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Month: October, 2010

Theodore Sorensen – James Fallows – Politics – The Atlantic

by Scott Smith

Whatever pride lay behind it, Sorensen could not have been more gracious to people who looked up to him. I never heard this line from him, but often heard versions of it about him: When an ambitious young person would say that he or she wanted to “be another Ted Sorensen,” he would say, “No, you want to work for another John F. Kennedy.

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The Great Unwashed – NYTimes.com

by Scott Smith

Retention of the skin’s natural oils and water conservation are two reasons Ms. Palmer and others cite for skipping a daily shower. Some have concluded that deodorant is unnecessary after forgetting it once with no social repercussions, or are concerned about antiperspirants containing aluminum, even though both the National Cancer Institute and the Alzheimer’s Association don’t share those concerns. Shampooing as little as possible can help retain moisture in dry locks and enhance curl shape, argue adherents of the practice; for some men, it’s about looking fashionably unkempt.

PRIMETIME: Juggling Writing AND a Job?… Figure It the %$&* Out | Script Magazine

by Scott Smith

Why this can be so offensive, I have no idea. Personally—I find it empowering. J.K. Rowling wrote Harry Potter at night, letting her daughter sleep in a stroller while she wrote longhand at coffee shops, then rushing home to retype everything on a typewriter. Stephen King wrote Carrie while scraping by on a high school teacher’s salary, then coming home to his wife and baby in a double-wide trailer. These guys had no more hours in their days than anyone else (including that UCLA student’s assistant friends), and they still had jobs, families, responsibilities… yet they somehow managed to write Carrie and Harry Potter. Which means if they can do it… why can’t you?!

Everything You Need to Know About Writing Successfully: in Ten Minutes – Great Writing Creative Writing Community

by Scott Smith

And the guidance counselor arranged what he no doubt thought of as a more constructive channel for my talents. This was a job – contingent upon the editor’s approval – writing sports for the Lisbon Enterprise, a twelve-page weekly of the sort with which any small-town resident will be familiar. This editor was the man who taught me everything I know about writing in ten minutes. His name was John Gould – not the famed New England humorist or the novelist who wrote The Greenleaf Fires, but a relative of both, I believe.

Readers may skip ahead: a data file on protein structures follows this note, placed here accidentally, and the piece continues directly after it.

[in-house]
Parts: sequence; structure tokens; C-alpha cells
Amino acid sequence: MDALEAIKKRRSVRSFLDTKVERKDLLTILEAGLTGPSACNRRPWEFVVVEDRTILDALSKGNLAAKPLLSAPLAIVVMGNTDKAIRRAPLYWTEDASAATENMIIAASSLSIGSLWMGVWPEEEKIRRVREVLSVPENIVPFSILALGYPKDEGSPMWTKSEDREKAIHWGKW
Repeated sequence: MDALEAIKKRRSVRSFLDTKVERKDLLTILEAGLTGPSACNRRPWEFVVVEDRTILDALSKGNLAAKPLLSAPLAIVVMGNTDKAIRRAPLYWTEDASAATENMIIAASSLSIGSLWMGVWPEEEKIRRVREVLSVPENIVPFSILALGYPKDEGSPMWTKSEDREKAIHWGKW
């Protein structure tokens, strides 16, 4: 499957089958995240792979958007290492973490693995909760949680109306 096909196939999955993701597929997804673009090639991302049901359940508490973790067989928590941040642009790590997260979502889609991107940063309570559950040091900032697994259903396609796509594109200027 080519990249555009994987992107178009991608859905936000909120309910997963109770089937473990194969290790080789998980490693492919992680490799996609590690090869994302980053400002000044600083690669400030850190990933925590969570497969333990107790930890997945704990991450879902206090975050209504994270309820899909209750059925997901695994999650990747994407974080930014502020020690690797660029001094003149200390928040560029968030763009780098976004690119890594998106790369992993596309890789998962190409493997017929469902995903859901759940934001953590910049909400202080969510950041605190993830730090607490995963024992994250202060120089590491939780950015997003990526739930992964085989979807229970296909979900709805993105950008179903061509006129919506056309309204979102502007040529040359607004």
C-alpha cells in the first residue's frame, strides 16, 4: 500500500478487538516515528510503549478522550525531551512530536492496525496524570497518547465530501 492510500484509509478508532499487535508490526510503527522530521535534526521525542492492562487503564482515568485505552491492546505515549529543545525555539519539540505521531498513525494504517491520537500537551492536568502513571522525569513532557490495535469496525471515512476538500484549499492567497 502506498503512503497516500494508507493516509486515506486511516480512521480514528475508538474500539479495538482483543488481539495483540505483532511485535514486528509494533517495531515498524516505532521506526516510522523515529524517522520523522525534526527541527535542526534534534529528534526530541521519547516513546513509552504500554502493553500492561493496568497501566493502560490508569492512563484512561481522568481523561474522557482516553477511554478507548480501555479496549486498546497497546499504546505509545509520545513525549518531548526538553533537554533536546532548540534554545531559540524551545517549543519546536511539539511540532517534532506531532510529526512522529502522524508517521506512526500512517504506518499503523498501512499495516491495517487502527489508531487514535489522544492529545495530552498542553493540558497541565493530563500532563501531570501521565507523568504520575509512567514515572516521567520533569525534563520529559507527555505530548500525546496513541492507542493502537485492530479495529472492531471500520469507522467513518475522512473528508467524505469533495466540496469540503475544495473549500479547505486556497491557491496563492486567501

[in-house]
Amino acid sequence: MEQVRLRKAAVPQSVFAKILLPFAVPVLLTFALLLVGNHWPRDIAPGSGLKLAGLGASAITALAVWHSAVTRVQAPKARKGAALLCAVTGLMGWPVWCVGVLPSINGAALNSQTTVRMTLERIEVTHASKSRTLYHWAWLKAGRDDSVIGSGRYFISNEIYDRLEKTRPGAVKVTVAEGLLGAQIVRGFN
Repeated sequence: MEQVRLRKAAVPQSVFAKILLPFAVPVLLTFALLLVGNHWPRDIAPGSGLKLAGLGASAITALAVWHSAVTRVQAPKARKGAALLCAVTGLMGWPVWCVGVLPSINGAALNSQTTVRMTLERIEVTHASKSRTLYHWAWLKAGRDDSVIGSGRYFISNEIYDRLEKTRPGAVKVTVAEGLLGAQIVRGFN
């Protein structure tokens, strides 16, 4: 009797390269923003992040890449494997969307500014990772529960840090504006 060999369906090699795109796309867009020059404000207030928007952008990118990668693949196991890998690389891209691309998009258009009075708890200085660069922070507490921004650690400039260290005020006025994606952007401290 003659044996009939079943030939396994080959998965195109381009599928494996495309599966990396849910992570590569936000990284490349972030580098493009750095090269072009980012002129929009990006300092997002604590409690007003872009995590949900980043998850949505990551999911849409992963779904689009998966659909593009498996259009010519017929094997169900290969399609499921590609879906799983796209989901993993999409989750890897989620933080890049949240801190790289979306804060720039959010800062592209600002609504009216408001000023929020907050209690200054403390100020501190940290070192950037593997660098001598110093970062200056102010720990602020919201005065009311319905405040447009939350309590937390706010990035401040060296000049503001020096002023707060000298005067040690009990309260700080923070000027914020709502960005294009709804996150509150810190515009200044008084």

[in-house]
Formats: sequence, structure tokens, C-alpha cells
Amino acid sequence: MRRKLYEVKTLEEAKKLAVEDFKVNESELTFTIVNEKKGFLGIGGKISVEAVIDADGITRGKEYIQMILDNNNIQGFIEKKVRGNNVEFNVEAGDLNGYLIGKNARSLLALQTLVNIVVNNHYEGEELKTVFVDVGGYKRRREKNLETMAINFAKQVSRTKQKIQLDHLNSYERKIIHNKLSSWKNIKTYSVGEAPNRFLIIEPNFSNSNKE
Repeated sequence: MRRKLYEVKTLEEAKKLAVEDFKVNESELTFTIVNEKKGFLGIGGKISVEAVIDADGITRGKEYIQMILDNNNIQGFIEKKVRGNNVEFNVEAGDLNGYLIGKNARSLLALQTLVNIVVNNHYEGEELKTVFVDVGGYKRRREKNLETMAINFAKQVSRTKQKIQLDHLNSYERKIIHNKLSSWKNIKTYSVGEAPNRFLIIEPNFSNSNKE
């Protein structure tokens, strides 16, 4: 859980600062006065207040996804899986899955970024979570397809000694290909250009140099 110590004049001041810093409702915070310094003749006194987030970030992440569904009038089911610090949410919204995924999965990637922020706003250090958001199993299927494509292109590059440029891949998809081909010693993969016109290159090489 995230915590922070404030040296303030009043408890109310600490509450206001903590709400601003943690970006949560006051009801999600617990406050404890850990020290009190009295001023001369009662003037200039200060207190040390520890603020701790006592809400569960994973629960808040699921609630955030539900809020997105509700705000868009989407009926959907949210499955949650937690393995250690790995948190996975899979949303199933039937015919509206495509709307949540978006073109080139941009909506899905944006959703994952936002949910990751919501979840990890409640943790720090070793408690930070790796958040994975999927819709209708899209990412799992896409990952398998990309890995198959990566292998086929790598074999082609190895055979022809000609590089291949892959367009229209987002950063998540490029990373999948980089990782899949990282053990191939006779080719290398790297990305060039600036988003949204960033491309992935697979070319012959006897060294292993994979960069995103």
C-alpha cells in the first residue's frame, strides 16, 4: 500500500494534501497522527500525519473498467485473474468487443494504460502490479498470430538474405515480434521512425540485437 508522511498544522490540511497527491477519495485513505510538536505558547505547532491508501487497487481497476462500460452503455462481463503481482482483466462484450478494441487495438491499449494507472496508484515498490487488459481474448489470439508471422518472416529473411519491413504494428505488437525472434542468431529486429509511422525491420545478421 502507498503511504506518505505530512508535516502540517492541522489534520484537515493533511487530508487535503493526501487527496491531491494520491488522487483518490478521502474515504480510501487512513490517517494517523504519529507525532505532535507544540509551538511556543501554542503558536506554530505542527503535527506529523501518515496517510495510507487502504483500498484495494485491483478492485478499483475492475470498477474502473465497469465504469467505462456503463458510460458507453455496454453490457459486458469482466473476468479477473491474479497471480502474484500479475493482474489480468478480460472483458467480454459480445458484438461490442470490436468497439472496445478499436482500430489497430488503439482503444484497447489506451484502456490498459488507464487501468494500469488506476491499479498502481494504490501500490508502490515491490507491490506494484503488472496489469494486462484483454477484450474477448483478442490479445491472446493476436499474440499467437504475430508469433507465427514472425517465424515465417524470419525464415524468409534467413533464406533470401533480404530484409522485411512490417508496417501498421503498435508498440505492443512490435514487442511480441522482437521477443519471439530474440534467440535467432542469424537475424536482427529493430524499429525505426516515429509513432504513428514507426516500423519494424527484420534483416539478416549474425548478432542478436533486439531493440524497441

Oct. 28: Obituary: Watts Humphrey Succeeded in Changing the World of Software Engineering – Carnegie Mellon University

by Scott Smith

For his work in software engineering, Humphrey was awarded the 2003 National Medal of Technology which he received from President George W. Bush in a special ceremony at the White House in 2005. Humphrey is the author of 12 books on software engineering and hundreds of technical reports, journal articles, and columns. The Watts Humphrey Software Quality Institute in Chennai, India, is named after him.

Blender 3D Design, Spring 2008 – Tufts OpenCourseWare

by Scott Smith

Course Description

The Blender 3D Design course is intended to offer students an introduction to the world of computer generated 3-D modeling and animation. As an introductory course, it provides a basic understanding of the skills and techniques employed by 3-D designers in a wide range of applications.

Welcome to the Mnemosyne Project | The Mnemosyne Project

by Scott Smith

Welcome to the Mnemosyne Project

The Mnemosyne Project has two aspects:

  • It’s a sophisticated free flash-card tool which optimizes your learning process.
  • It’s a research project into the nature of long-term memory.

What We Look for in Founders

by Scott Smith

1. Determination

This has turned out to be the most important quality in startup founders. We thought when we started Y Combinator that the most important quality would be intelligence. That’s the myth in the Valley. And certainly you don’t want founders to be stupid. But as long as you’re over a certain threshold of intelligence, what matters most is determination. You’re going to hit a lot of obstacles. You can’t be the sort of person who gets demoralized easily.

Why Did 17 Million Students Go to College? – Innovations – The Chronicle of Higher Education

by Scott Smith

Over 317,000 waiters and waitresses have college degrees (over 8,000 of them have doctoral or professional degrees), along with over 80,000 bartenders, and over 18,000 parking lot attendants. All told, some 17,000,000 Americans with college degrees are doing jobs that the BLS says require less than the skill levels associated with a bachelor’s degree.

Helping Chickens Go Calmly to the Slaughterhouse – NYTimes.com

by Scott Smith

In a typical processing plant, birds are unloaded in what is known as the “live hang area.” Workers hang the chickens upside down from metal shackles connected to a mechanical rail that conveys them into the plant. They go first into a unit that uses a mild electric shock to make them unconscious, and then they are brought to the “kill machine,” where a blade cuts their throat and they bleed to death.